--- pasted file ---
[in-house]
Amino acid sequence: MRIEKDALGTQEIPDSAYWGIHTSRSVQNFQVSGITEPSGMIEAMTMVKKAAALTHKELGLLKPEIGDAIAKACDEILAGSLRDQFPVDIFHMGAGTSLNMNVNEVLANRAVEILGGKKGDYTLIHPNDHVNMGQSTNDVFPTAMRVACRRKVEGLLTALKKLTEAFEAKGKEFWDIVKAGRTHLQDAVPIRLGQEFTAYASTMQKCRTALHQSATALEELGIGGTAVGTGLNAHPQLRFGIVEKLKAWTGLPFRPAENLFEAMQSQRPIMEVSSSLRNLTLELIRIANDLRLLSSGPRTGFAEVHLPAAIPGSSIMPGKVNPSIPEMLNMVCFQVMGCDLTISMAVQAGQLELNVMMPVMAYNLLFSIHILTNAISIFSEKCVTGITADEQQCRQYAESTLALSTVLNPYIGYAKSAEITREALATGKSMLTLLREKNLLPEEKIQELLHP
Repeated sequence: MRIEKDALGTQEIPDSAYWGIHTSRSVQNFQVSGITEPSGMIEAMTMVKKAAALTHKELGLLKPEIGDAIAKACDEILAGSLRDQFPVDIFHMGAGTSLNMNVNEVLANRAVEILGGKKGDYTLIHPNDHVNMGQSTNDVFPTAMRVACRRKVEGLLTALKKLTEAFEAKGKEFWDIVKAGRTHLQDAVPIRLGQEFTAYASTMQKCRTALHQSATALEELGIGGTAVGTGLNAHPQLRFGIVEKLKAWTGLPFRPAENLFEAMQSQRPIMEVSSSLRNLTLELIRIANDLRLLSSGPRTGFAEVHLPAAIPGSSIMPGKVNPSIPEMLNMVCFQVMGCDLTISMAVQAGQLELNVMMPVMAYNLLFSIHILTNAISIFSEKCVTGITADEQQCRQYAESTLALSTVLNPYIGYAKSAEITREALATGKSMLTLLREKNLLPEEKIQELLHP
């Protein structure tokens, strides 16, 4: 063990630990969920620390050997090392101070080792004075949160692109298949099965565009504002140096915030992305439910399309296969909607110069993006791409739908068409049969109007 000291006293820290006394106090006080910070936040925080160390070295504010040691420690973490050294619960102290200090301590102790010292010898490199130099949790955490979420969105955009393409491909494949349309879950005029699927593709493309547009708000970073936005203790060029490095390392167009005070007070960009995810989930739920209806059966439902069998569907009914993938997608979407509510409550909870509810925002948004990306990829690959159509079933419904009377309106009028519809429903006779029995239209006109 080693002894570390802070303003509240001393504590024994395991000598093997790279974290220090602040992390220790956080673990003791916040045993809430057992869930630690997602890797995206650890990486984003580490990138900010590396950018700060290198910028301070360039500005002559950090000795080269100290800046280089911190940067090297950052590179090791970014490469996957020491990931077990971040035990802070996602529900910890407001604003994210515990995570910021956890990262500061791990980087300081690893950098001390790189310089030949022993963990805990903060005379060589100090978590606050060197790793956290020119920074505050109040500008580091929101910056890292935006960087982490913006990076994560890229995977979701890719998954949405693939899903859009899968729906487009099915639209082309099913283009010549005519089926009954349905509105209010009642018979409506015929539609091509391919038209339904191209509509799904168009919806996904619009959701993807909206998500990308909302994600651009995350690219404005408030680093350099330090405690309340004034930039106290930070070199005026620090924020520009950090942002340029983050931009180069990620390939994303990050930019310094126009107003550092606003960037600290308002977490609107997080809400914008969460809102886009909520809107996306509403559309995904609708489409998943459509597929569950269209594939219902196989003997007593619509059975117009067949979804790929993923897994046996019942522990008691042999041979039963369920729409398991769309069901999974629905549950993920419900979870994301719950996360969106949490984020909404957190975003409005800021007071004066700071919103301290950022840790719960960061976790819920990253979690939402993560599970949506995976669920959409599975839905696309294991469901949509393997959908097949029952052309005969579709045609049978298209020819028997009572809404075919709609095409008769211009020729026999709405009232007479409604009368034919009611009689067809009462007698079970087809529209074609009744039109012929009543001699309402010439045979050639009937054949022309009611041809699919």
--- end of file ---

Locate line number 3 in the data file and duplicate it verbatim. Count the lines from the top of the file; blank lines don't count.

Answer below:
Repeated sequence: MRIEKDALGTQEIPDSAYWGIHTSRSVQNFQVSGITEPSGMIEAMTMVKKAAALTHKELGLLKPEIGDAIAKACDEILAGSLRDQFPVDIFHMGAGTSLNMNVNEVLANRAVEILGGKKGDYTLIHPNDHVNMGQSTNDVFPTAMRVACRRKVEGLLTALKKLTEAFEAKGKEFWDIVKAGRTHLQDAVPIRLGQEFTAYASTMQKCRTALHQSATALEELGIGGTAVGTGLNAHPQLRFGIVEKLKAWTGLPFRPAENLFEAMQSQRPIMEVSSSLRNLTLELIRIANDLRLLSSGPRTGFAEVHLPAAIPGSSIMPGKVNPSIPEMLNMVCFQVMGCDLTISMAVQAGQLELNVMMPVMAYNLLFSIHILTNAISIFSEKCVTGITADEQQCRQYAESTLALSTVLNPYIGYAKSAEITREALATGKSMLTLLREKNLLPEEKIQELLHP